What are the steps needed to become a better listener?  

  1. Give undivided attention to the speaker.  If you are someone who is easily distracted by thoughts in her head or external stimuli like I am, with practice you can break this pattern. The key is to focus and I do mean focus on what the other person is saying.  When you find your mind straying, redirect yourself.  It helps to identify with the speaker by putting yourself in her place.
  2. Maintain direct eye-contact.  I have often wondered when someone is looking everywhere but at me, whether he has listened to a word that I said.  Eye-contact is essential to someone feeling assured and confident that you are paying attention.
  3. Non-verbal behavior is essential.  Head nods and appropriate facial expressions reflecting the emotions that the speaker is conveying is a great way to show that you are connected to her.  Facing towards the speaker, leaning in also demonstrates interest and encourages the speaker to continue talking.
  4. Re-statements or paraphrasing are important.  This ensures that you have heard the speaker correctly and validates to him that you are “really” listening.  If you are off-target, allow the speaker to correct you without reacting.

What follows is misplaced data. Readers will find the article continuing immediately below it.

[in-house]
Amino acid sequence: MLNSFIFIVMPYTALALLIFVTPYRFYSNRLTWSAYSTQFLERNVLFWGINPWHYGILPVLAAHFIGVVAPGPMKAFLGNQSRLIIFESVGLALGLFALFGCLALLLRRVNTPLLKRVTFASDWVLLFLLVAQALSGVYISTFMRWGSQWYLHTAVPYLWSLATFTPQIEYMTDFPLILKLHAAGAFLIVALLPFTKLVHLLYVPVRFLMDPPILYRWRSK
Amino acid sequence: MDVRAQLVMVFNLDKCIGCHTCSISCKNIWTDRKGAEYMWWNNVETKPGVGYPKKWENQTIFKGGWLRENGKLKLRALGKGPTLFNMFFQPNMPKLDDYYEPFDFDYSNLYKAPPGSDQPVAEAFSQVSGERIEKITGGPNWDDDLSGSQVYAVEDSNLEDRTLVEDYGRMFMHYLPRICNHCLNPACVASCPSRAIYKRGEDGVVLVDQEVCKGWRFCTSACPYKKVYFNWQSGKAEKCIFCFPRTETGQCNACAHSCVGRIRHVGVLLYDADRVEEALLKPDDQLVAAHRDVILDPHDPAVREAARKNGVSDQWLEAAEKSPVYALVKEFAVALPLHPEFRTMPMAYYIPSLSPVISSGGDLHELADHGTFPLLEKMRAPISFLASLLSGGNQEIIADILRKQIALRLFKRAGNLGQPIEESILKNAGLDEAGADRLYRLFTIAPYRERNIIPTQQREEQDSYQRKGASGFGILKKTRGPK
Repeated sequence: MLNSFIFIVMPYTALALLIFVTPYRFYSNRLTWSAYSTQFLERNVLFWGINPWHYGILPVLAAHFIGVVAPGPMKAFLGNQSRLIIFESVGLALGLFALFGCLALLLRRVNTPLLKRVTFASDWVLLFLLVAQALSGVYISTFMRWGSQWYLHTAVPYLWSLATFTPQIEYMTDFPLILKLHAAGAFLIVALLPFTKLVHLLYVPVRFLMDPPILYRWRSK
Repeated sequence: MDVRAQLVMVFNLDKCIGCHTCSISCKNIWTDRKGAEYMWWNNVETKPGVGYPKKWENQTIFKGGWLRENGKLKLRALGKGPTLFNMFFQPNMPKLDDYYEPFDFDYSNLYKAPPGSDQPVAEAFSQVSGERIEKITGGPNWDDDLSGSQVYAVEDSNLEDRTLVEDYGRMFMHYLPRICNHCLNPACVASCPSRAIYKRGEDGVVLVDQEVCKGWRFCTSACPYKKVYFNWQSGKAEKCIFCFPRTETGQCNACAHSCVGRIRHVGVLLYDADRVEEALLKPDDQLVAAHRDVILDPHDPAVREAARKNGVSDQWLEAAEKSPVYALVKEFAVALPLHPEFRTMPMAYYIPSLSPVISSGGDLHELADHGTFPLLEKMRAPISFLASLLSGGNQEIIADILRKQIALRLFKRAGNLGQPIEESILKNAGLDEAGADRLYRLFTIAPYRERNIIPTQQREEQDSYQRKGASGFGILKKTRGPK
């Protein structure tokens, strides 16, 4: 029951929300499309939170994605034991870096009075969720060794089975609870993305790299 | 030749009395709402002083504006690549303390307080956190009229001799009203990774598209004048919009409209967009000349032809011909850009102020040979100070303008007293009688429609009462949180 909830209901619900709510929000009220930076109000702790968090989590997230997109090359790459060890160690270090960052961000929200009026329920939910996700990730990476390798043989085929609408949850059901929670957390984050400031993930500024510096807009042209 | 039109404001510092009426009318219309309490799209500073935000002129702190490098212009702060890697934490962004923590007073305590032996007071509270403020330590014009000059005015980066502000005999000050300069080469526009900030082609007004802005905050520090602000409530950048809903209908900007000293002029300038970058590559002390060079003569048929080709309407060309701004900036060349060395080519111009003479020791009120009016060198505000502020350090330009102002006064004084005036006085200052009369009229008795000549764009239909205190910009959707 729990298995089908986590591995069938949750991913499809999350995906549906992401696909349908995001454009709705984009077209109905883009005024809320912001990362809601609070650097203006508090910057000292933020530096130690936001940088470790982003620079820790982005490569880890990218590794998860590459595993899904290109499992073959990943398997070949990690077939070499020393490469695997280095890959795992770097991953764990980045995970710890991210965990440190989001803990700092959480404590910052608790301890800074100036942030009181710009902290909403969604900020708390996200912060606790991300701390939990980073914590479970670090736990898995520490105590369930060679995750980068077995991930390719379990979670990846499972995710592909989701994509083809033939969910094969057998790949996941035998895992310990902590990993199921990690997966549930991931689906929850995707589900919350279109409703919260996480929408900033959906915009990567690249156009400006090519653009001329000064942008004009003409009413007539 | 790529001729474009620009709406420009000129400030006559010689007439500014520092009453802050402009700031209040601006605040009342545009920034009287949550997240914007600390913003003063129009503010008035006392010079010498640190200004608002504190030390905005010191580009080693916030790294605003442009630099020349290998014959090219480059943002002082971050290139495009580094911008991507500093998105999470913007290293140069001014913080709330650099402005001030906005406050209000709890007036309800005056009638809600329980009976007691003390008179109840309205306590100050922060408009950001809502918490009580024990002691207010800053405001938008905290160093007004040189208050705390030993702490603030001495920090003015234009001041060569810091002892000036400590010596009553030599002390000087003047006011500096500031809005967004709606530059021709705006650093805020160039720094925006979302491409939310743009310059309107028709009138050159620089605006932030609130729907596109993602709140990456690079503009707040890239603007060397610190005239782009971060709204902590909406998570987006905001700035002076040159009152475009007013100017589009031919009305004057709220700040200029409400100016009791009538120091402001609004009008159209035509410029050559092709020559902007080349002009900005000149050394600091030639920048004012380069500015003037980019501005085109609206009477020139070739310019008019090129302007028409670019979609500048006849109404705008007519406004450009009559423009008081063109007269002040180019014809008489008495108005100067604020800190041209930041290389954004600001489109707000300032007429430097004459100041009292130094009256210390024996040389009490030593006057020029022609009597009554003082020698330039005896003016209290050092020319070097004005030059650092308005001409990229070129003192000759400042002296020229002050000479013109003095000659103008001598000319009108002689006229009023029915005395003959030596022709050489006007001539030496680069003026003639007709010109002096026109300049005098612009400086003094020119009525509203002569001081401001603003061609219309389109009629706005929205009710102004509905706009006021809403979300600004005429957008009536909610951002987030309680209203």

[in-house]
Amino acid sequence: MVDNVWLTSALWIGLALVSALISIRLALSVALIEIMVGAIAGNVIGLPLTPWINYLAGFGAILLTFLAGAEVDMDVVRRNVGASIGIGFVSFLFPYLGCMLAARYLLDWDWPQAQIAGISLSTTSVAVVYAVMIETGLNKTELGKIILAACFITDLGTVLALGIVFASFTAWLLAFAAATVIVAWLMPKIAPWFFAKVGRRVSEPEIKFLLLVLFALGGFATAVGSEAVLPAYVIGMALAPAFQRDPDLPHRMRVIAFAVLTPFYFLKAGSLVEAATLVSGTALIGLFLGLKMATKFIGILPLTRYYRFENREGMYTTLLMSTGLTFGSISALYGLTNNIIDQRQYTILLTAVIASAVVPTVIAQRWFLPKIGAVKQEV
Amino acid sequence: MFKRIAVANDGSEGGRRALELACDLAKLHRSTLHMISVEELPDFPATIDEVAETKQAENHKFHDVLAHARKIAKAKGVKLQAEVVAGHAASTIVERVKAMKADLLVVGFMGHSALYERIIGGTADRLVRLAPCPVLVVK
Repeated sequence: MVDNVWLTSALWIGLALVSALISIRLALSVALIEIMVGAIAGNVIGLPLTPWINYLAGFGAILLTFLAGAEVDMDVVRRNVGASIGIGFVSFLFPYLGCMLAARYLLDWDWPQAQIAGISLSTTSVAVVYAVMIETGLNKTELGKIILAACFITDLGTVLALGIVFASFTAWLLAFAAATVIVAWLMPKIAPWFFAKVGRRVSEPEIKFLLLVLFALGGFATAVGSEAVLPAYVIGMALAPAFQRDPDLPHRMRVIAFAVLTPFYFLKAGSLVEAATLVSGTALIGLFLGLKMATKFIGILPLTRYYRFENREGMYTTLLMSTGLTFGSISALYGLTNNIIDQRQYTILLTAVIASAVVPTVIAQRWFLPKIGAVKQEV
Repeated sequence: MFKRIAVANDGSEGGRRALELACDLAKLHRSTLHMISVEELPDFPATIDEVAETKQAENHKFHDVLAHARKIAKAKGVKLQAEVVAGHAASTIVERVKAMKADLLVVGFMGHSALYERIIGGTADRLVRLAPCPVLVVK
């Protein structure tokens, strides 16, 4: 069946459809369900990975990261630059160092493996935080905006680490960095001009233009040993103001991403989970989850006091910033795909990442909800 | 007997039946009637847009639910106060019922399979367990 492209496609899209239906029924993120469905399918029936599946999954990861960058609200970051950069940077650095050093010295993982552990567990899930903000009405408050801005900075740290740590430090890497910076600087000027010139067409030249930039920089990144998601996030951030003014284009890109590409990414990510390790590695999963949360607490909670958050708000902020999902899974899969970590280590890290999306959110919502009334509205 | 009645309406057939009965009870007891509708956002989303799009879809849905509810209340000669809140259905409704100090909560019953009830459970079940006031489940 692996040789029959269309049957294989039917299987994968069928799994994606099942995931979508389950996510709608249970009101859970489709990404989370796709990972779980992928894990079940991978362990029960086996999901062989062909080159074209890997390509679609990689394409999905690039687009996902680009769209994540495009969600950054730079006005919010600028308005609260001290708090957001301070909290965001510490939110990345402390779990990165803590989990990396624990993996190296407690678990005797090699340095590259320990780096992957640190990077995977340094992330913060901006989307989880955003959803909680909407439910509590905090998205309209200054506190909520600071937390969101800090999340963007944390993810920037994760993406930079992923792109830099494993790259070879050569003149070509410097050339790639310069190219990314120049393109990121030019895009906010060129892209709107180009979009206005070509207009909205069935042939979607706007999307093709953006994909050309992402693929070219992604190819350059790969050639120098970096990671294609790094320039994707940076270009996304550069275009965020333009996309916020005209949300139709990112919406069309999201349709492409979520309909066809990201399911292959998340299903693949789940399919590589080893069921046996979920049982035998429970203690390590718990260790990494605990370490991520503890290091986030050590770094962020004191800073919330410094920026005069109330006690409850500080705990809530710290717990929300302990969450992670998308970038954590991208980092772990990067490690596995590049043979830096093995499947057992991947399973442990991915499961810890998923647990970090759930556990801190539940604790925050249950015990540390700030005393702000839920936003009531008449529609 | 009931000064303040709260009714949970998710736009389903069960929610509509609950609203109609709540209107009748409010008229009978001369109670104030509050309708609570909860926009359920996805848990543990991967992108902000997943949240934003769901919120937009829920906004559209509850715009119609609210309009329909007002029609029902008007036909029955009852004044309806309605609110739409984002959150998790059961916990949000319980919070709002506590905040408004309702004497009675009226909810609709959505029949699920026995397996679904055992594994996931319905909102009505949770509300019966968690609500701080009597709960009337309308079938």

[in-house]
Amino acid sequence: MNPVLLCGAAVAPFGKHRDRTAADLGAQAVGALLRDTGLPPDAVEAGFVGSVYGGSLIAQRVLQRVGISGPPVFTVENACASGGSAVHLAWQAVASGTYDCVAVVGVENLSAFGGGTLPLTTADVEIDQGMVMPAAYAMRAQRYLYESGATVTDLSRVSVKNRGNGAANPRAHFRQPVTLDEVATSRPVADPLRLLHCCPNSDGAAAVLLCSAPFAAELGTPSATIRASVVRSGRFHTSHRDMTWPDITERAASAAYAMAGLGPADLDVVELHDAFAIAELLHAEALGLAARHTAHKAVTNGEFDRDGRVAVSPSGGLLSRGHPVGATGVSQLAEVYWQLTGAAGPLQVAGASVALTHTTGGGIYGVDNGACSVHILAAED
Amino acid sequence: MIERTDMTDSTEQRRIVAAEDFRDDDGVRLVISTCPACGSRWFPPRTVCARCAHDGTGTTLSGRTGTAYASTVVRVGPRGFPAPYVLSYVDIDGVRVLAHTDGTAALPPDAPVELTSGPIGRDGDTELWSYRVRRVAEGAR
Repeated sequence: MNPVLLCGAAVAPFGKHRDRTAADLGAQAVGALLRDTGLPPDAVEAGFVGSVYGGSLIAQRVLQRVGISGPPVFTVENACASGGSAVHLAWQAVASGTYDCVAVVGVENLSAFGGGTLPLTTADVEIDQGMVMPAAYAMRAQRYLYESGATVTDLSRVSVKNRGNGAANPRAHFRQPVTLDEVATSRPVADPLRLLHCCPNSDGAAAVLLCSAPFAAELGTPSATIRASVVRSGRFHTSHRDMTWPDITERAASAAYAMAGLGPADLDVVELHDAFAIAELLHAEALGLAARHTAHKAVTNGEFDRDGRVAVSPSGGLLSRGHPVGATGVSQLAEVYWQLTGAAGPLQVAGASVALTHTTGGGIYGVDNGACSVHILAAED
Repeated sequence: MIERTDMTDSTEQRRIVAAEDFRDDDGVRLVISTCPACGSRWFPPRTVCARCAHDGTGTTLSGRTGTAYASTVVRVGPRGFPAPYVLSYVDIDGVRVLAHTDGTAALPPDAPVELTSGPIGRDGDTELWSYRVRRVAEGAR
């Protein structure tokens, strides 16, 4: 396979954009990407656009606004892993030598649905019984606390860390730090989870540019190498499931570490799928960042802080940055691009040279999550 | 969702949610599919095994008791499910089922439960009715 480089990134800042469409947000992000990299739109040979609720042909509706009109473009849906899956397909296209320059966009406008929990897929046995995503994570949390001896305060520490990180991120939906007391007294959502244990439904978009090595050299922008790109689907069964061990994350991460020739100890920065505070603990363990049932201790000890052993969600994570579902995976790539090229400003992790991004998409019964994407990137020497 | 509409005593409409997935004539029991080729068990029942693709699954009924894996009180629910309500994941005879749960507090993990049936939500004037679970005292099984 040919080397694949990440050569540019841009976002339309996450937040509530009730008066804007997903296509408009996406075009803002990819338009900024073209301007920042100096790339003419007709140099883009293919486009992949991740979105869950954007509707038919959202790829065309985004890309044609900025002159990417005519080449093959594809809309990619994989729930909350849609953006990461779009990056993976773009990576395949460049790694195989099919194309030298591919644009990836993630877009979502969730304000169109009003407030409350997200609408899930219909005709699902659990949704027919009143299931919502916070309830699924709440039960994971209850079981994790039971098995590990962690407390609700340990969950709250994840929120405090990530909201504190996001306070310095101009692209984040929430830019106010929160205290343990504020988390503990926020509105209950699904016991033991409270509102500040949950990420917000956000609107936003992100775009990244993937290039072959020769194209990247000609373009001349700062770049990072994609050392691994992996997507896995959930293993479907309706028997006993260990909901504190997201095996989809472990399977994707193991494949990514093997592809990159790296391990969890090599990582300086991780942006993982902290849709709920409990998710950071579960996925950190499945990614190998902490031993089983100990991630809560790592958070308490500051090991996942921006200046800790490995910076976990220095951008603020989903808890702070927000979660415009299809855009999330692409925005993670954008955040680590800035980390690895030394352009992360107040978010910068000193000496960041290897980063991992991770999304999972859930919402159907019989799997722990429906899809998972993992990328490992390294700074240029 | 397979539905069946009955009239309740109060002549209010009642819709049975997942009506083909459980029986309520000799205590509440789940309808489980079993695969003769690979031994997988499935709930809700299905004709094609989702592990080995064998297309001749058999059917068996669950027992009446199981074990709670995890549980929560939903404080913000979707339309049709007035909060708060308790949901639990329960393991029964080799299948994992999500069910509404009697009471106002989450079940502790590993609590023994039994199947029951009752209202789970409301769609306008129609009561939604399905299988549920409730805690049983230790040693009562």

5. Ask questions.  Questions demonstrate your interest and clarifies that you understand the speaker.
  6. Respond in a positive, non-intimidating manner.  It’s important that the speaker feel comfortable in talking with you.
  7. Venting can be helpful. If the speaker is agitated or angry, let him get his feelings off his chest. You don’t need to tell him your opinion, at least not at that moment.
  8. Be empathetic. If you feel comfortable and you think the speaker would find reassurance, you might display an appropriate physical touch such as hand on a shoulder to express your concern.
  9. Be Sincere! Don’t parrot a meaningless response.  Mean what you say!  There is nothing worse than when someone feels that they are being addressed in a patronizing or dismissive manner.
  10. Ask if feedback is desired. If you think that you have some positive, constructive response or solution that can help the speaker, ask first if she wants to hear it.  It is easy to want to be the expert because we have experience or we know what the correct action may be. The speaker may only want to be heard and not lectured or advised.  Sometimes, the best reaction is to bite our tongues and remain silent…and listen.
  11. Offer help. Only take this step if you feel that you really want to get involved and are able to contribute something meaningful in which the speaker will be aided.  Make sure if you commit that you will follow through.

If we were all better at listening, our relationships in and out of work would improve, we would have a greater understanding of others’ interests and needs, increase our ability to get our opinions heard, have less discord and less conflict with each other, and
enhance our lives overall.  Not a bad result for just lending an ear.